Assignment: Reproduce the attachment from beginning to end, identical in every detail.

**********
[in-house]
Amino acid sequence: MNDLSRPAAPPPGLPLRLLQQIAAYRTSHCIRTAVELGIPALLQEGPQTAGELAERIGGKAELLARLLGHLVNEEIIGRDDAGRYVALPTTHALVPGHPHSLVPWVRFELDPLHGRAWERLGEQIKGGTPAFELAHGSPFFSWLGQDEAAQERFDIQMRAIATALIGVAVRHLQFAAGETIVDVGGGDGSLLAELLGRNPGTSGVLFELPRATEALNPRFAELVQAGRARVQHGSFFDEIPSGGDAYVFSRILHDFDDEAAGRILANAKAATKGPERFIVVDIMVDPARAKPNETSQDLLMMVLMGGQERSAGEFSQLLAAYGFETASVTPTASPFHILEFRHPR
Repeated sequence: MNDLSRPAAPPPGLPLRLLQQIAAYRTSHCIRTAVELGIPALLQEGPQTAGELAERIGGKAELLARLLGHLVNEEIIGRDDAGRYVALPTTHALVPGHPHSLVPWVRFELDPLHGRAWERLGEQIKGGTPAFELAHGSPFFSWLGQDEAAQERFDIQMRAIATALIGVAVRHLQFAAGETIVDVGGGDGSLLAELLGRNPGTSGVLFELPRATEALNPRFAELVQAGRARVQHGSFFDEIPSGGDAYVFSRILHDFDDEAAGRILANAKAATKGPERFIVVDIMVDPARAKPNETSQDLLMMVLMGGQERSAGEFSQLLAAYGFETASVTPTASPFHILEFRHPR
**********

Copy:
[in-house]
Amino acid sequence: MNDLSRPAAPPPGLPLRLLQQIAAYRTSHCIRTAVELGIPALLQEGPQTAGELAERIGGKAELLARLLGHLVNEEIIGRDDAGRYVALPTTHALVPGHPHSLVPWVRFELDPLHGRAWERLGEQIKGGTPAFELAHGSPFFSWLGQDEAAQERFDIQMRAIATALIGVAVRHLQFAAGETIVDVGGGDGSLLAELLGRNPGTSGVLFELPRATEALNPRFAELVQAGRARVQHGSFFDEIPSGGDAYVFSRILHDFDDEAAGRILANAKAATKGPERFIVVDIMVDPARAKPNETSQDLLMMVLMGGQERSAGEFSQLLAAYGFETASVTPTASPFHILEFRHPR
Repeated sequence: MNDLSRPAAPPPGLPLRLLQQIAAYRTSHCIRTAVELGIPALLQEGPQTAGELAERIGGKAELLARLLGHLVNEEIIGRDDAGRYVALPTTHALVPGHPHSLVPWVRFELDPLHGRAWERLGEQIKGGTPAFELAHGSPFFSWLGQDEAAQERFDIQMRAIATALIGVAVRHLQFAAGETIVDVGGGDGSLLAELLGRNPGTSGVLFELPRATEALNPRFAELVQAGRARVQHGSFFDEIPSGGDAYVFSRILHDFDDEAAGRILANAKAATKGPERFIVVDIMVDPARAKPNETSQDLLMMVLMGGQERSAGEFSQLLAAYGFETASVTPTASPFHILEFRHPR